* Krugman at the NYT says the Fed could be incapable of handling what "looks increasingly like one of history's great financial crises"

* And finally Feldstein at the NBER (they date recessions) says "The situation is very bad, the situation is getting worse, and the risks are that it could get very bad..."


Jim Rogers: 'Abolish the Fed'

Topics:Interest Rates | Inflation | Ben Bernanke | Employment | Consumers | Federal Reserve | Federal Budget (U.S.) | Economy (Global) | Economy (U.S.)

By | 12 Mar 2008 | 09:54 AM ET

"Federal Reserve Chairman Ben Bernanke should resign and the Fed should be abolished as a way to boost the falling dollar and speed up the recovery of the U.S. economy, investor Jim Rogers, CEO of Rogers Holdings, told CNBC Europe Wednesday...

The Federal Reserve announced on Wednesday a rescue package that it would put around $200 billion into banks and investment houses and allow them to put up risky home-loan packages as collateral.

Wall Street responded to the news with the biggest rally of the year, but Rogers reminisced of the 1970s, when the Fed printed money to avert a recession, boosting inflation and then forcing interest rates to more than 20 percent to keep a lid on price rises...

'Socialism for the Rich'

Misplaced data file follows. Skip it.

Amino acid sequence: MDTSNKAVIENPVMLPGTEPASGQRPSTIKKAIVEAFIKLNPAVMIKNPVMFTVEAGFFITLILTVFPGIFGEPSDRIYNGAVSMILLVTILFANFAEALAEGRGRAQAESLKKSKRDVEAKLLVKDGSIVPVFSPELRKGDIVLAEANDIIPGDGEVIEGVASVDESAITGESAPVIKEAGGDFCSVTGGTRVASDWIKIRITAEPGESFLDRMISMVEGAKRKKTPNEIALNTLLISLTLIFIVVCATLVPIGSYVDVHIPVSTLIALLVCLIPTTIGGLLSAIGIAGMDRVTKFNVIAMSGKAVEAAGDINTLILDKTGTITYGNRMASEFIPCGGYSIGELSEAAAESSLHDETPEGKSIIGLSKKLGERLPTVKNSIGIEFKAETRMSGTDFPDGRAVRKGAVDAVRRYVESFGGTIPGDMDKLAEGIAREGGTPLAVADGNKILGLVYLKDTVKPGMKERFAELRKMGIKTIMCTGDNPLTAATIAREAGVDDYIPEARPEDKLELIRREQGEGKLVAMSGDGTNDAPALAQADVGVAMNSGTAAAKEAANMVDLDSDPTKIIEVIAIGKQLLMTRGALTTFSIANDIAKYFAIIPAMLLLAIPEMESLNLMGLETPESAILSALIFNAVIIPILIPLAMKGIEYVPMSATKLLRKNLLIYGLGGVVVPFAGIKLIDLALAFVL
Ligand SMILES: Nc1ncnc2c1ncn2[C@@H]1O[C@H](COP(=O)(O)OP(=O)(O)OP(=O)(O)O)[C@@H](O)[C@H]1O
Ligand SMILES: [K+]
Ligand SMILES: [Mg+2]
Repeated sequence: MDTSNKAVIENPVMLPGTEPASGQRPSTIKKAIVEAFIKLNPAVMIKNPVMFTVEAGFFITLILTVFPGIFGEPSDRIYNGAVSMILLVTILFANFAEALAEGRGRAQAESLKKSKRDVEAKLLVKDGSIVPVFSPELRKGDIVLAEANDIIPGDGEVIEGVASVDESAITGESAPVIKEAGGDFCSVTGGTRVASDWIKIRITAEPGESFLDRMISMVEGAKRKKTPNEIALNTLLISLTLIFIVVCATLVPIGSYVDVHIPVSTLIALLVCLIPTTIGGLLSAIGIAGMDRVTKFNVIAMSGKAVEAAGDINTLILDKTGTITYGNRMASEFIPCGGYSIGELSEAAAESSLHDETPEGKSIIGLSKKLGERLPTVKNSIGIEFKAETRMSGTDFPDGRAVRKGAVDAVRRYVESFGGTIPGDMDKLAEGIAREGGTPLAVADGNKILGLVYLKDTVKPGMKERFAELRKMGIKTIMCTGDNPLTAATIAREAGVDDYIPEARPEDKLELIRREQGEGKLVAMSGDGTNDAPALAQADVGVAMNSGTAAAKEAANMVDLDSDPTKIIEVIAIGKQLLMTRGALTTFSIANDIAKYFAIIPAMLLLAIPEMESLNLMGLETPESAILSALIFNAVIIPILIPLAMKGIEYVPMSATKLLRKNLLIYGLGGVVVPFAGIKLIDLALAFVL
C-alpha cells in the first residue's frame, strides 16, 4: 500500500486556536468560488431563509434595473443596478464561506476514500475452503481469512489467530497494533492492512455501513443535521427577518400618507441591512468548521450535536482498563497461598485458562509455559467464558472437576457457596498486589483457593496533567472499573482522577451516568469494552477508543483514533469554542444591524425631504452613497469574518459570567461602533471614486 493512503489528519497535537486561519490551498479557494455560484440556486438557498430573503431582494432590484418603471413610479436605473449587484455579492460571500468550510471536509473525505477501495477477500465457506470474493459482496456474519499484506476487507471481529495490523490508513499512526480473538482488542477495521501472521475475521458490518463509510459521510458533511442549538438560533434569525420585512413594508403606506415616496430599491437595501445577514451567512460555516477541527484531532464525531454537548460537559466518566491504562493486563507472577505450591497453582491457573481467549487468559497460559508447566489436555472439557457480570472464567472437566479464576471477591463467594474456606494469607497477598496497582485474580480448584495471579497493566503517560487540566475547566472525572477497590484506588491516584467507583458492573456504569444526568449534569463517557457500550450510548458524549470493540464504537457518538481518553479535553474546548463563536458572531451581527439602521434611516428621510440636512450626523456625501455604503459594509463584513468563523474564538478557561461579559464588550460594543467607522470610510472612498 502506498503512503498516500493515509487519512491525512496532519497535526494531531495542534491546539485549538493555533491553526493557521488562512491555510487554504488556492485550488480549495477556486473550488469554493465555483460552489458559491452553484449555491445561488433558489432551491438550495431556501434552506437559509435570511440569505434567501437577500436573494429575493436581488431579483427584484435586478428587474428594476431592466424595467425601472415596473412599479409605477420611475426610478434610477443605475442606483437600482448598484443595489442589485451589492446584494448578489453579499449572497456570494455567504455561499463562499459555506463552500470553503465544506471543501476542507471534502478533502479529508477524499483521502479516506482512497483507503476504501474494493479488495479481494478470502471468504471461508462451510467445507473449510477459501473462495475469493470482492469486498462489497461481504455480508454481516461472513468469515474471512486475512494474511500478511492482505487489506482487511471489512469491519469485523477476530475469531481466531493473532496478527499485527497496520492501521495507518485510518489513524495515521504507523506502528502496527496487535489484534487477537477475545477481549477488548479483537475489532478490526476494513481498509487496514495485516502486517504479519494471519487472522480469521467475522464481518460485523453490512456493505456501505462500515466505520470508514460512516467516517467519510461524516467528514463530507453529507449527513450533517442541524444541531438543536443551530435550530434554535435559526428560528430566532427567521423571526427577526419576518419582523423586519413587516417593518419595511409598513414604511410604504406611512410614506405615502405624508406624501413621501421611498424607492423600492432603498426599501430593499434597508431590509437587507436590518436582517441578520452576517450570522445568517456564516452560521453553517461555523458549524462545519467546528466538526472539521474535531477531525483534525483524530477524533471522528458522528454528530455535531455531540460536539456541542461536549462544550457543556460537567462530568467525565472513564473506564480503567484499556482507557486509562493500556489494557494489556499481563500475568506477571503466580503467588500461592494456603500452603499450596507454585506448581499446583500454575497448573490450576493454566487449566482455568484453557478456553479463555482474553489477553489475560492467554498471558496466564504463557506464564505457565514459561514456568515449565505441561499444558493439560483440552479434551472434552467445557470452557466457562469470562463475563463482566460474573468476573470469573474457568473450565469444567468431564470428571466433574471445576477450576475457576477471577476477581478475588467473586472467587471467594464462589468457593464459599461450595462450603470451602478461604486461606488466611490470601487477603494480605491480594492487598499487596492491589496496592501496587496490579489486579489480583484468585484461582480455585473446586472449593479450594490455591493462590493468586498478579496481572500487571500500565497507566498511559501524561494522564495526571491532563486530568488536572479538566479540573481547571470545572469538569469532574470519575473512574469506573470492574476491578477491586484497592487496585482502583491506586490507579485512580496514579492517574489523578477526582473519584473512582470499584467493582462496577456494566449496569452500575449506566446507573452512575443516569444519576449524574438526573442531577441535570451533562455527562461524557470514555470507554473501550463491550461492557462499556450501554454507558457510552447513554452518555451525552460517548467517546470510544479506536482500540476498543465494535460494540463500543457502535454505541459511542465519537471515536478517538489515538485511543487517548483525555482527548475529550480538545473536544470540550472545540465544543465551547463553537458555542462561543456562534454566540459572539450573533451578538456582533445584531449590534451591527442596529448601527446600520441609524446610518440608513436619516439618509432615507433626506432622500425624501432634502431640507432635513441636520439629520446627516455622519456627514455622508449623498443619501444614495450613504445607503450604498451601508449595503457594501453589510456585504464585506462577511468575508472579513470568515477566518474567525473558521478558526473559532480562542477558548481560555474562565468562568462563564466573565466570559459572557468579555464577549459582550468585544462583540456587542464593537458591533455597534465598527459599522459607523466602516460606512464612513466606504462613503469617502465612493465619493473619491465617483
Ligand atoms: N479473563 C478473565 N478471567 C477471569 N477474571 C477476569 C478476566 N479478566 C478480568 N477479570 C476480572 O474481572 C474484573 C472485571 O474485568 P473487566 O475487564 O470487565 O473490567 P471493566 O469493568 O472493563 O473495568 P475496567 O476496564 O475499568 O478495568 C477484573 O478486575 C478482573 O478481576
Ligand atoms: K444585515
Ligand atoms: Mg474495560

The Fed's move to accept risky collateral is not part of the central bank's business, he added.

'What is Bernanke going to do? Get in his helicopter and fly around the world and collect rents? That's absurd,' Rogers said.

A recession may be a good way to clean up the economy, while trying to prevent one may cost more and actually worsen the recession, Rogers said. Also, investment banks should be allowed to fail.

'Listen, investment banks have been going bankrupt since the beginning of time. If people make mistakes -- if you bail out every investment bank that gets in trouble, that's not capitalism, that's socialism for the rich,' he said.

The weakest financial institution is Fannie Mae, in Rogers' opinion, 'but all of them have problems.'"




Most Economists in Survey
Say Recession Is Here
Poll Shows Sharp Drop
In First-Half Forecasts;
Retail Sales Decline


The Wall Street Journal

March 13, 2008; Page A14

"Economists in the latest Wall Street Journal forecasting survey are increasingly certain the U.S. has slid into recession, a view reinforced by new data showing a sharp drop in retail sales last month.

'The evidence is now beyond a reasonable doubt,' said Scott Anderson of Wells Fargo & Co...

The survey marked a precipitous shift toward pessimism from the previous survey, conducted five weeks earlier...

Almost half the economists surveyed said a recession this year could be worse than the 2001 and 1990-91 downturns..."





Betting the Bank

By PAUL KRUGMAN - New York Times
Published: March 14, 2008

"Four years ago, an academic economist named Ben Bernanke co-authored a technical paper that could have been titled 'Things the Federal Reserve Might Try if It’s Desperate' — although that may not have been obvious from its actual title, 'Monetary Policy Alternatives at the Zero Bound: An Empirical Investigation.'

Today, the Fed is indeed desperate...

What if this initiative fails? I'm sure that Mr. Bernanke and his
colleagues are frantically considering other actions that they can
take, but there's only so much the Fed — whose resources are limited,
and whose mandate doesn't extend to rescuing the whole financial
system — can do when faced with what looks increasingly like one of
history's great financial crises."